[ASC-media] Media release: clean up contamination, govts told

JCA Media jcamedia at starclass.com.au
Tue Feb 1 22:57:00 EST 2005


CRC CARE Media Release 05/01

February 2, 2005


CLEAN UP AUSTRALIA, SCIENTISTS URGE

Leading environmental scientists are urging Federal, State and Local governments to give high priority to cleaning up the threat to the nation's health posed by its legacy of contaminated sites.

At the same time, they say, Australia could generate up to $1.8 billion in new economic activity by 2015 - including a new export industry - from environmental clean-up.

Our land, water, food and air are at risk from 100,000 potentially contaminated sites in cities and regional areas, while more are still being created, say researchers in the new CRC CARE - the Cooperative Research Centre for Contamination Assessment and Remediation of the Environment. The CRC has been set up under the leadership of the University of South Australia.

"Unless we take action now, the environmental contamination created by our own and previous generations will become a toxic legacy for Australians far into the future," warns CRC CARE chief executive Professor Ravi Naidu.

"There is a growing appreciation by science that the increasing incidence of cancers and degenerative diseases in the population may, in part, be linked to the rising prevalence of chemical and biological contamination of our soils, water and air," he says.

Professor Naidu is urging a nationwide focus on the issue, to make Australia the first nation in the world to assess and make safe all its contaminated sites.

"The new CRC CARE represents a $115 million investment by Australia in establishing a global lead in this field. It is a partnership of industry, science and government unlike any other round the world.  

"It is dedicated to hammering out the best and most cost-effective solutions to the problems which confront us and, indeed, all societies," he says.

Its work will include:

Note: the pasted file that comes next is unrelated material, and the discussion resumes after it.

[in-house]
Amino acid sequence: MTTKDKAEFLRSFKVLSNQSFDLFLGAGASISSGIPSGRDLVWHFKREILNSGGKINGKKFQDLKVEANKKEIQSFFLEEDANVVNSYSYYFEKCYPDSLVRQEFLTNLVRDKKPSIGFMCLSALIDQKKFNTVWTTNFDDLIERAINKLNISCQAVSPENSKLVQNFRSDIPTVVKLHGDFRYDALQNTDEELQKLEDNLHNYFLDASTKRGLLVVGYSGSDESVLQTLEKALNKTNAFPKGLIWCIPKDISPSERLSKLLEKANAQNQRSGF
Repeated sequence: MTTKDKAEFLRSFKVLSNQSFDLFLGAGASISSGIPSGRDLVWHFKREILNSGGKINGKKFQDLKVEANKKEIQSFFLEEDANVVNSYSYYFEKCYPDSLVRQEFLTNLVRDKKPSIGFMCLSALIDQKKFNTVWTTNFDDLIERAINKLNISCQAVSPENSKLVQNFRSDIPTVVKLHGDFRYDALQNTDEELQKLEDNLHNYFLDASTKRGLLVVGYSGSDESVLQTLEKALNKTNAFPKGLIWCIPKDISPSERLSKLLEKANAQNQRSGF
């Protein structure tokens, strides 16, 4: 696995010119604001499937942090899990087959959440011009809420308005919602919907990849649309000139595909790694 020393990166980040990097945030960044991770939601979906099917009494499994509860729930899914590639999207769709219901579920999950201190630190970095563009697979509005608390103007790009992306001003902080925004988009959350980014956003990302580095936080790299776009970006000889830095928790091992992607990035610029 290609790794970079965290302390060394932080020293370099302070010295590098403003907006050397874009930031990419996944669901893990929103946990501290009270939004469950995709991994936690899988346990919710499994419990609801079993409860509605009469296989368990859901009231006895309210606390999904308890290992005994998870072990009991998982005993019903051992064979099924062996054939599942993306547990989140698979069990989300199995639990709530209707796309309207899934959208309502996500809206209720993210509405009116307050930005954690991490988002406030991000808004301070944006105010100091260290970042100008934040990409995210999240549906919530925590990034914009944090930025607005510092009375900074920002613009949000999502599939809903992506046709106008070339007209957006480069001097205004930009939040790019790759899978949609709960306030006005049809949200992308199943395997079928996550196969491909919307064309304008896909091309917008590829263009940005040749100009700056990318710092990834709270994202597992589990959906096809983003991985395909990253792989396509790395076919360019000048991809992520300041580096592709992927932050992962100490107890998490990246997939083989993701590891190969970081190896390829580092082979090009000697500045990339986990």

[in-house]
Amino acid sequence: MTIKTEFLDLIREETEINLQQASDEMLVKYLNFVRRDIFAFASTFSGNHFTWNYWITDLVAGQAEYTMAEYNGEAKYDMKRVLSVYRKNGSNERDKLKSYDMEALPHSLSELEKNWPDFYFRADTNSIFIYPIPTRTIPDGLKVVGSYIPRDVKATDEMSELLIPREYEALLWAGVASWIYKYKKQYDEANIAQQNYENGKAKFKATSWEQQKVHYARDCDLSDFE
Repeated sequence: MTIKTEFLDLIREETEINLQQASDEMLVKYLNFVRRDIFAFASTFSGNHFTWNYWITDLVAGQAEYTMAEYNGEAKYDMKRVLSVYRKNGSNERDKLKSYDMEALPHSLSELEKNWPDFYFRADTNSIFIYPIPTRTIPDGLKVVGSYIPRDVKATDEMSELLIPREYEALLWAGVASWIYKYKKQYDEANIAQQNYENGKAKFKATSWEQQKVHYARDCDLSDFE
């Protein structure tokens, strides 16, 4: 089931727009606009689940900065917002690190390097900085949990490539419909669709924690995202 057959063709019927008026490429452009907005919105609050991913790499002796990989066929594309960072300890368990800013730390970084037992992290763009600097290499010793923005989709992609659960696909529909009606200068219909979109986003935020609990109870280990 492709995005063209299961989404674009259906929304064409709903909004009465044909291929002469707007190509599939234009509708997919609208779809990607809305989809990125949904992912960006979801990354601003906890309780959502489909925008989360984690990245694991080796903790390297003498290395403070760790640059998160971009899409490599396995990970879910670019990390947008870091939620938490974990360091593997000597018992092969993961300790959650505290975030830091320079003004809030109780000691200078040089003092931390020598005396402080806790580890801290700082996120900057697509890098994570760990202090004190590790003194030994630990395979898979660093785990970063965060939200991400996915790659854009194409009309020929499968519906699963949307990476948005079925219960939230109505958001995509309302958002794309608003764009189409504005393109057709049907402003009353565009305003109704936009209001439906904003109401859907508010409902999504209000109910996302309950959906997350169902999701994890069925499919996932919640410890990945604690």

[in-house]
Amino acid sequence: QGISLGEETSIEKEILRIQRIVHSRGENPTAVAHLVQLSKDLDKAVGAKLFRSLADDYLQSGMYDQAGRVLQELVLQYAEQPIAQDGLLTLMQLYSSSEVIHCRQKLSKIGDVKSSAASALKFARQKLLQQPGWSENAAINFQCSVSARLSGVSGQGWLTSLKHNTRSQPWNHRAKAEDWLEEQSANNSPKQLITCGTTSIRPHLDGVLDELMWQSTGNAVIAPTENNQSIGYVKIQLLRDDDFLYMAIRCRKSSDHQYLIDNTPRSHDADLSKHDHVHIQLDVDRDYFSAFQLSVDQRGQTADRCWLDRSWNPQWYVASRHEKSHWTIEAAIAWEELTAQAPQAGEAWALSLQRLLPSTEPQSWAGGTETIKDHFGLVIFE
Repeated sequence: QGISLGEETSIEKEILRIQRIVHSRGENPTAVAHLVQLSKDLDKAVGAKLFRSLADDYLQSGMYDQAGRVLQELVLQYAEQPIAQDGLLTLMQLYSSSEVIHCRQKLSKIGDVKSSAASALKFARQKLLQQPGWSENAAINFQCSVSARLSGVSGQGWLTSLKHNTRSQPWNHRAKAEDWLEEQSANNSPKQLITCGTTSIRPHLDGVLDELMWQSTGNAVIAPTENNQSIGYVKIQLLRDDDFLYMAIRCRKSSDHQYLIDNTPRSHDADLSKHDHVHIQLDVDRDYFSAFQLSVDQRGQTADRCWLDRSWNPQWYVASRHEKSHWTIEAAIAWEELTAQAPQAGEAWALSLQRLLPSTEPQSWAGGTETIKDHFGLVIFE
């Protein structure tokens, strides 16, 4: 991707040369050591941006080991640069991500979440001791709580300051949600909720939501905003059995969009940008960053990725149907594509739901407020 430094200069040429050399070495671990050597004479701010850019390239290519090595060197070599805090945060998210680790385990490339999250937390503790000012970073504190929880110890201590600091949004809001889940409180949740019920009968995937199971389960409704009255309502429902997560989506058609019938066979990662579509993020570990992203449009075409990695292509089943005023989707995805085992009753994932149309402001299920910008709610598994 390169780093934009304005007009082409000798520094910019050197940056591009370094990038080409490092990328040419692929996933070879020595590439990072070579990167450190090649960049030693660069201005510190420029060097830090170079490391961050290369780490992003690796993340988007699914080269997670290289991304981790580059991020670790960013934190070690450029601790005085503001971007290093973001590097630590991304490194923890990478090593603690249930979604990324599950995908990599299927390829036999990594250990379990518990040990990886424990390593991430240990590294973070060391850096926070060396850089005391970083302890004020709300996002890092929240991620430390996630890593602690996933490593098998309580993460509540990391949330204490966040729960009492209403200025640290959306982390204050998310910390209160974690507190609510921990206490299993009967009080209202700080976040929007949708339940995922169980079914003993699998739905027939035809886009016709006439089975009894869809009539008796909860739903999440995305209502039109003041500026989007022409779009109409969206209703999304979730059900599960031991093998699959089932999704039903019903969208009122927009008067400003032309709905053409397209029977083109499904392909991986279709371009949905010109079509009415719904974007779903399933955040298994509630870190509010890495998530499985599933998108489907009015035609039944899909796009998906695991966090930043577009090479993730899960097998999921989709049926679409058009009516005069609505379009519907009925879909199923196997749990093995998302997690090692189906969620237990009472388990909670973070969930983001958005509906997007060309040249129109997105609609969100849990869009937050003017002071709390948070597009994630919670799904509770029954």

"	assessing contamination risks in land, groundwater and air,
"	developing technologies for remediating contaminated land and water;
"	developing safe options for land use and the reuse of wastes on land;
"	developing tools for monitoring of chemicals in soil, water and air;
"	helping to develop world best regulation for assessing and remediating sites.

CRC CARE will also develop tools for sensitive monitoring and technologies for decontaminating land and water following chemical or biological attacks, should these occur in Australia.  

It is also a case of generating large economic returns and new jobs for the future, Professor Naidu says.

"We estimate that carrying out contamination assessment and remediation on old industrial land in Australian cities will create an economic benefit of between $540 million and $1.8 billion by 2015, through direct savings in remediation costs and an increase in decontaminated land values."

Australia presently has a chronic shortage of skills for dealing with environmental contamination and one of the goals of the new CRC is to develop a generation of young Australians expert at solving and preventing it, to work in industry and government.

On these, and on the many new companies which are now starting to emerge in the clean-up area, a new industry is being born with a strong export focus, he says. With an estimated 3 million contaminated sites in Asia, the opportunity for exports of technology and expertise is huge.

Among CRC CARE's goals are:
"	Cleaner, safer food supplies, water supplies and living conditions
"	A reduced toll of chronic degenerative disease due to toxic contamination of our biosphere
"	Benefits of $540m-1.8bn year from direct savings in remediation and improved clean land values
"	A greatly enhanced natural environment for Australia and its neighbours
"	A new export industry in environmental risk-assessment and clean-up technology and skills 

The new CRC's partners span Australian industry, academics and government. They include: Agilent Technologies PL; Alcoa Australia; Australian Institute of Petroleum; Capital Technic Group Ltd; Chemistry Centre;CHM2mHill; Coffey Geoscience; Curtin University; Commonwealth Department of Defence; Department of Primary Industries, Victoria; Environmental Protection Authority of SA; Environmental Protection Authority of Victoria; Gutteridge Haskins Davey; HLM Asia Capital Ltd; IT Environmental (Aust.) PL; Rio Tinto Ltd; Sensoron Corporation; Southern Cross University; The University of Queensland; The University of South Australia; URLC Victoria; WA Department of the Environment; Worsley Alumina.

The Adelaide-based CRC CARE was given the green light in the latest round of CRC's announced by the Federal Government on December 21, 2004.

It has total funding of $115m over seven years, of which $30m is from the Commonwealth under its CRC Program, $50m from industry and the remainder 'in kind' contributions from various companies and agencies.


For more information and media interviews:

Professor Ravi Naidu, CRC CARE, 08 8302 5041 or 0407 720 257
ravi.naidu at unisa.edu.au




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